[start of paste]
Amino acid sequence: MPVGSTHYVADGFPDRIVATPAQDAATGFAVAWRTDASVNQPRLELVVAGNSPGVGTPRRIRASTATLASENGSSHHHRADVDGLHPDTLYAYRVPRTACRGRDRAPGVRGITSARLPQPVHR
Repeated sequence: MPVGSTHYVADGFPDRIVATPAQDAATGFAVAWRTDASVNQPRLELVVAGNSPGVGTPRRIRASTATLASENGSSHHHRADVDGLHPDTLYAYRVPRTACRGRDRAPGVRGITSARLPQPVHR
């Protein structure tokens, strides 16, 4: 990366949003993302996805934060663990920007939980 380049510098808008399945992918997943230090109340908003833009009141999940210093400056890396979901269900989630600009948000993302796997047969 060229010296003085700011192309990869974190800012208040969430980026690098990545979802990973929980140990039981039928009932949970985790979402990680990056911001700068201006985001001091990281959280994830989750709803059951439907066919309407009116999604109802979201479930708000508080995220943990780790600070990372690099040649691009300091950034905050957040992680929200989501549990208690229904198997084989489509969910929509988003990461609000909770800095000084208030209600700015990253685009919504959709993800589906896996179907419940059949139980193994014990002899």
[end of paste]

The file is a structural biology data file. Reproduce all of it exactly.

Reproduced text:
Amino acid sequence: MPVGSTHYVADGFPDRIVATPAQDAATGFAVAWRTDASVNQPRLELVVAGNSPGVGTPRRIRASTATLASENGSSHHHRADVDGLHPDTLYAYRVPRTACRGRDRAPGVRGITSARLPQPVHR
Repeated sequence: MPVGSTHYVADGFPDRIVATPAQDAATGFAVAWRTDASVNQPRLELVVAGNSPGVGTPRRIRASTATLASENGSSHHHRADVDGLHPDTLYAYRVPRTACRGRDRAPGVRGITSARLPQPVHR
């Protein structure tokens, strides 16, 4: 990366949003993302996805934060663990920007939980 380049510098808008399945992918997943230090109340908003833009009141999940210093400056890396979901269900989630600009948000993302796997047969 060229010296003085700011192309990869974190800012208040969430980026690098990545979802990973929980140990039981039928009932949970985790979402990680990056911001700068201006985001001091990281959280994830989750709803059951439907066919309407009116999604109802979201479930708000508080995220943990780790600070990372690099040649691009300091950034905050957040992680929200989501549990208690229904198997084989489509969910929509988003990461609000909770800095000084208030209600700015990253685009919504959709993800589906896996179907419940059949139980193994014990002899």